Self-rising flour is a type of "soft" flour that contains added baking powder and salt. When speaking of flour, the term "soft" indicates a low-protein content. According to Nathalie Dupree in "New Southern Cooking," soft flours, including self-rising flour, are traditional in the American South where lower-protein winter wheat predominates. Cake flour is also a low-protein flour that you can convert to self-rising.
Measure 1 level cup of cake flour into a mixing bowl. To measure accurately, spoon the flour into the measure and then level off the top using the straight edge of a butter knife or a wooden spatula.
Add 1 tsp. of baking powder and 1/4 tsp. salt to the flour.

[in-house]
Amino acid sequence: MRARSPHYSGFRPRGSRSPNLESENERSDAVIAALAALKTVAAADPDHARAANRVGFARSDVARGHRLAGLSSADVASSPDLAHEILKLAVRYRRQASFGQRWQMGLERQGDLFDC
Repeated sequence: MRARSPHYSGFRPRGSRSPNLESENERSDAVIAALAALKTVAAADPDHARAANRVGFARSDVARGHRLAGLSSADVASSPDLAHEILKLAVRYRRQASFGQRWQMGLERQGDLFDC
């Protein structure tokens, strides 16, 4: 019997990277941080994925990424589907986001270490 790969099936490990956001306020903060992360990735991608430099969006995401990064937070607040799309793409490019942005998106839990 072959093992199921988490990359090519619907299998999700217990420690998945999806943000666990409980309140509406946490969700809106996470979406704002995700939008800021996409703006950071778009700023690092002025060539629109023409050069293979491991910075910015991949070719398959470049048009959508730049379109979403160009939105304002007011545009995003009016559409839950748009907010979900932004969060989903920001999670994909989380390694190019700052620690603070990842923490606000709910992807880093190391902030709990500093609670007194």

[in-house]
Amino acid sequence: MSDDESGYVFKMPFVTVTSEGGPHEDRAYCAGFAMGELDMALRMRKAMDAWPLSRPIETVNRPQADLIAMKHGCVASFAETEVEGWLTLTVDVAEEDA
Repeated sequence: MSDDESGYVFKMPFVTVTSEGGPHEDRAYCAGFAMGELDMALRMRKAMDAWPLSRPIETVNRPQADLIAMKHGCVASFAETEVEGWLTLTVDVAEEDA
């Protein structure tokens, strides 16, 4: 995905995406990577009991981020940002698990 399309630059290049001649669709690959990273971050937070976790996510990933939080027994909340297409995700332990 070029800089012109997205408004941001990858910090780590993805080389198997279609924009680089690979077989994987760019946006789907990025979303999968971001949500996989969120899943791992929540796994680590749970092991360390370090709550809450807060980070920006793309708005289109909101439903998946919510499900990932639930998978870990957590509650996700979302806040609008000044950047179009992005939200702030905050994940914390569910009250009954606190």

Whisk together all the ingredients.
Regular, all-purpose flour is a "hard" flour with a higher protein content. To use all-purpose flour in place of self-rising flour, add 1 1/2 tsp. baking powder and 1/2 tsp. salt per cup of flour. Be aware that all-purpose flour, and all hard flours, hold more liquid than soft flours. If your recipe specifically calls for self-rising flour, you may also have to add some extra liquid.
- "New Southern Cooking"; Nathalie Dupree; 2004
- "The Art and Soul of Baking"; Sur La Table, Cindy Mushet and Maren Caruso; 2008
- "The Baking Answer Book: Solutions to Every Problem You'll Ever Face, Answers to Every Question You'll Ever Ask"; Lauren Chattman; 2009
Cathryn Chaney has worked as a gardening writer since 2002. Her horticultural experience working in the nursery industry informs her garden articles, especially those dealing with arid landscaping and drought-tolerant gardening. Chaney also writes poetry, which has appears in "Woman's World" magazine and elsewhere. Chaney graduated from the University of Arizona in 1992 with a Bachelor of Arts in English.